We can solve our seniors’ care crisis

More than 90 per cent of the province’s residential care homes are not funded to meet government’s current minimum staffing guideline

Editor, The Times:

According to B.C.’s Seniors Advocate, more than 90 per cent of the province’s residential care homes are not funded to meet government’s current minimum staffing guideline.

It’s a shocking statistic, and it’s up from 82 per cent a year ago.

This staffing crisis in our seniors’ care homes has been building for years.

But if you aren’t a resident, a family member, or a care worker, you may not have seen the warning signs firsthand.

Staff rushed off their feet. Call bells ringing, but unattended. Seniors waiting for assistance in hallways, their beds, or the dining room.

Most are fragile. All are vulnerable.  And many don’t have a relative or friend who can visit often enough to provide the comfort and human contact any one of us would expect to be there for us, when we need it most.

Without urgent action to ensure there are enough staff on shift, many seniors will continue to wait. Their loved ones will continue to worry. And care staff will continue to have the highest on-the-job injuries in the province.

How did we get here?

The answer lies in more than a decade of underfunding. And it’s been compounded by extensive privatization, and the ability of private operators to contract out services and flip those contracts at will.  In the process, entire staff teams are fired to make way for new subcontractors that may, or may not, rehire them and at a lower wage.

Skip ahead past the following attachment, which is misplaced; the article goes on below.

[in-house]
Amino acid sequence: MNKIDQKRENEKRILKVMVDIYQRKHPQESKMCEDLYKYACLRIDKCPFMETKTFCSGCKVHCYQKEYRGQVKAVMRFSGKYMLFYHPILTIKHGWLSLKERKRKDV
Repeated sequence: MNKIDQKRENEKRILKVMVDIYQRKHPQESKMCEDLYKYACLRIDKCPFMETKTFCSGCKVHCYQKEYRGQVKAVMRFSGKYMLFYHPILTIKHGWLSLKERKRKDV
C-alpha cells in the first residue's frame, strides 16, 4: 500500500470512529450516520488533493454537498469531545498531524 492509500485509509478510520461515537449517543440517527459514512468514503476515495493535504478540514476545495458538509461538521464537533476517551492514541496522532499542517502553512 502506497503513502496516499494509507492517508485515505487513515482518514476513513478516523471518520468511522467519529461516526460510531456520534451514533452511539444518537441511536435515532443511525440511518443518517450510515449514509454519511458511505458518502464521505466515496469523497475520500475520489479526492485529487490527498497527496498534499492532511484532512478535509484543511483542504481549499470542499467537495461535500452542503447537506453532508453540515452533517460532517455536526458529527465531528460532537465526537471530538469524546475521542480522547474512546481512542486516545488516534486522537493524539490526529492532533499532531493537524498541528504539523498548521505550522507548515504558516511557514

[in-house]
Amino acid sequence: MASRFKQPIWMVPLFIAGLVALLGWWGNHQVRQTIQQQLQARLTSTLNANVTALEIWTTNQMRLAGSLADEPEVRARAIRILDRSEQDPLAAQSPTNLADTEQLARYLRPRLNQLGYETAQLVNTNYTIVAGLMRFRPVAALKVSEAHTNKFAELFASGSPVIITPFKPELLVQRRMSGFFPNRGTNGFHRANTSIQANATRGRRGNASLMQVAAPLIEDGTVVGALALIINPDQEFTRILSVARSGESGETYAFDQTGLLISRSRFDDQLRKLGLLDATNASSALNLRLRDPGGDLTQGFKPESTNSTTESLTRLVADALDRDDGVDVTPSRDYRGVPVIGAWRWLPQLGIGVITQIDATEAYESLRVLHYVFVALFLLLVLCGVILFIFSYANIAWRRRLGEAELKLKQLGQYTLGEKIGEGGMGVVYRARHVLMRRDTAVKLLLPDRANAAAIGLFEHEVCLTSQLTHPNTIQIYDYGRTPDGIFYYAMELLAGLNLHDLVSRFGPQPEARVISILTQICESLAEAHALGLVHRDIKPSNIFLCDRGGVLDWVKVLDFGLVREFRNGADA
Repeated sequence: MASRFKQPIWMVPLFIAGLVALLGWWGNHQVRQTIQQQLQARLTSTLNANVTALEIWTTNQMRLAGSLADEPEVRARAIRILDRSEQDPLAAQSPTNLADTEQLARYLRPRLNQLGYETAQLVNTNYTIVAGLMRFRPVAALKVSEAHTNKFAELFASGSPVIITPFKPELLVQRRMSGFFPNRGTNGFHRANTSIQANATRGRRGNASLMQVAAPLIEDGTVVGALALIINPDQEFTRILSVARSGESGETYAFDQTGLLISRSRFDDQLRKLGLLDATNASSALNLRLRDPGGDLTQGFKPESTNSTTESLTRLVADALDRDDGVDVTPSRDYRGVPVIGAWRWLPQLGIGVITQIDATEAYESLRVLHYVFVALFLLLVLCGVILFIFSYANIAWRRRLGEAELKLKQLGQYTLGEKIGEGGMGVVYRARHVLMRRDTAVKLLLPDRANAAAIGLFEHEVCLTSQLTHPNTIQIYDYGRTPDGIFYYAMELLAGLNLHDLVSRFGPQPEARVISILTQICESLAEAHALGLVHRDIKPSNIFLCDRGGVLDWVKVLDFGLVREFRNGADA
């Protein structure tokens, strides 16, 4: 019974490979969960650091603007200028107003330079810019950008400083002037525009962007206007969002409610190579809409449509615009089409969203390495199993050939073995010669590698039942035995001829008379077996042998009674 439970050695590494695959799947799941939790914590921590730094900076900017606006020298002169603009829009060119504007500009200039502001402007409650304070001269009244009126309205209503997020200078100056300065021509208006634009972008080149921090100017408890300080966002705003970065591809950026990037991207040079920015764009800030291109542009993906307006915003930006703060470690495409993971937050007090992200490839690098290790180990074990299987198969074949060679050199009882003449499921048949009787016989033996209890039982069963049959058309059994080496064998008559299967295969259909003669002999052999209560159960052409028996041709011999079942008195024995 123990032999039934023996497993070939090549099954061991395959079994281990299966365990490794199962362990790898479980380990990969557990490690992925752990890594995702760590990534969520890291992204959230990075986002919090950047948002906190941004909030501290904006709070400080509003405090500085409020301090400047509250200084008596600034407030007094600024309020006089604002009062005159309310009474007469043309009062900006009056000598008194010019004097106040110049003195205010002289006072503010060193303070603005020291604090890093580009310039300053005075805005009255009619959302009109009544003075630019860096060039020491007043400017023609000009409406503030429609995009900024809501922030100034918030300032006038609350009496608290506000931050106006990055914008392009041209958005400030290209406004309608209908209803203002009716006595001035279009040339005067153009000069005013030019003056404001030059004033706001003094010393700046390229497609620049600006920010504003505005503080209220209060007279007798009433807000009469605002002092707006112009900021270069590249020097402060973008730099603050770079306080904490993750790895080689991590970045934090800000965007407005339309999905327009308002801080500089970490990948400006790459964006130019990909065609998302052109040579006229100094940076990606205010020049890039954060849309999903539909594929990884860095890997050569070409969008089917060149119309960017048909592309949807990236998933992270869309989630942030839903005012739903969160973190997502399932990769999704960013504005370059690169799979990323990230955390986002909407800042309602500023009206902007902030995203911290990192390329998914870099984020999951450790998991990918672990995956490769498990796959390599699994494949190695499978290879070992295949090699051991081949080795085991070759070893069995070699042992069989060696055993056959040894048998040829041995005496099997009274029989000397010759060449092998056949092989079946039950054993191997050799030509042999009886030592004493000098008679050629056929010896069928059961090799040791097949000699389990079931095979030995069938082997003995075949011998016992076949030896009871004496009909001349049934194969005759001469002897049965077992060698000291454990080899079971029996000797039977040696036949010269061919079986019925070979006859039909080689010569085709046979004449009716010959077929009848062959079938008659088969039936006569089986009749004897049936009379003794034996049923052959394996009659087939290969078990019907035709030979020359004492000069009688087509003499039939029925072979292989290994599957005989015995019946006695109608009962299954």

This practice destabilizes care, while driving down workers’ wages to boost the bottom line.

What’s needed now is immediate action on funding, and a commitment to tackle systemic issues going forward.

First, government must bring all facilities up to the province’s current minimum staffing guideline. And it must ensure new funds have strong accountability measures that guarantee additional resources go to frontline staffing, not profits or administration.

Next, government needs to determine the level of staffing hours actually required to deliver safe, quality care and legislation to enforce that standard.

And finally, the ongoing problem of contracting out and contract flipping by for-profit operators must be addressed.

If we’re serious about delivering the timely, dignified care seniors rely on, we need proper funding, the strongest possible standards, and measures to deal with repeated contract flipping in the private sector.

How we treat our seniors is a reflection of the kind of society we want to live in. Let’s do the right thing.

Jennifer Whiteside, secretary-business manager

Hospital Employees’ Union